The Flask Mega-Tutorial Part XI: Facelift

This is the eleventh installment of the Flask Mega-Tutorial series, in which I'm going to tell you how to replace the basic HTML templates with a new set that is based on the Bootstrap user interface framework.

For your reference, below is a list of the articles in this series.

You have been playing with my Microblog application for a while now, so I'm sure you noticed that I haven't spent too much time making it look good, or better said, I haven't spent any time on that. The templates that I put together are pretty basic, with absolutely no custom styling. It was useful for me to concentrate on the actual logic of the application without having the distraction of also writing good looking HTML and CSS.

But I've focused on the backend part of this application for a while now. So in this chapter I'm taking a break from that and will spend some time showing you what can be done to make the application look a bit more polished and professional.

This chapter is going to be a bit different than previous ones, because I'm not going to be as detailed as I normally am with the Python side, which after all, is the main topic of this tutorial. Creating good looking web pages is a vast topic that is largely unrelated to Python web development, but I will discuss some basic guidelines and ideas on how to approach the task, and you will also have the application with the redesigned looks to study and learn from.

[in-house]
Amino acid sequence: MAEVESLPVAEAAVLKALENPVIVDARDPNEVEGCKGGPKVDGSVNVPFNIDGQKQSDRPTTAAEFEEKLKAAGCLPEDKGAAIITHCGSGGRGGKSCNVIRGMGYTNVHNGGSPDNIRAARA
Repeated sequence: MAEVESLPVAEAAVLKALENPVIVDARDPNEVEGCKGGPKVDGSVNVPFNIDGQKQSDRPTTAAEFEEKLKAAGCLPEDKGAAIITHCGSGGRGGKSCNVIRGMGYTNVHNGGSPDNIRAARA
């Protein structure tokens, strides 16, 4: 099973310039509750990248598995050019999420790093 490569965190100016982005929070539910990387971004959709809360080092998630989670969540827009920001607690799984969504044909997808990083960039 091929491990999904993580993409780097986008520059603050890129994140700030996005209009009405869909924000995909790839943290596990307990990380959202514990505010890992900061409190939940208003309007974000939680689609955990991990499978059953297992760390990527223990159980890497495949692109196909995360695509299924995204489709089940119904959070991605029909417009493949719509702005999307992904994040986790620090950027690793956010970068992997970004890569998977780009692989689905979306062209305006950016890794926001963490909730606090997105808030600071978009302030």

The GitHub links for this chapter are: Browse, Zip, Diff.

CSS Frameworks

While we can argue that coding is hard, our pains are nothing compared to those of web designers, who have to write templates that have a nice and consistent look on a list of web browsers. It has gotten better in recent years, but there are still obscure bugs or quirks in some browsers that make the task of designing web pages that look nice everywhere very hard. This is even harder if you also need to target resource and screen limited browsers of tablets and smartphones.

If you, like me, are a developer who just wants to create decent looking web pages, but do not have the time or interest to learn the low level mechanisms to achieve this effectively by writing raw HTML and CSS, then the only practical solution is to use a CSS framework to simplify the task. You will be losing some creative freedom by taking this path, but on the other side, your web pages will look good in all browsers without a lot of effort. A CSS framework provides a collection of high-level CSS classes with pre-made styles for common types of user interface elements. Most of these frameworks also provide JavaScript add-ons for things that cannot be done strictly with HTML and CSS.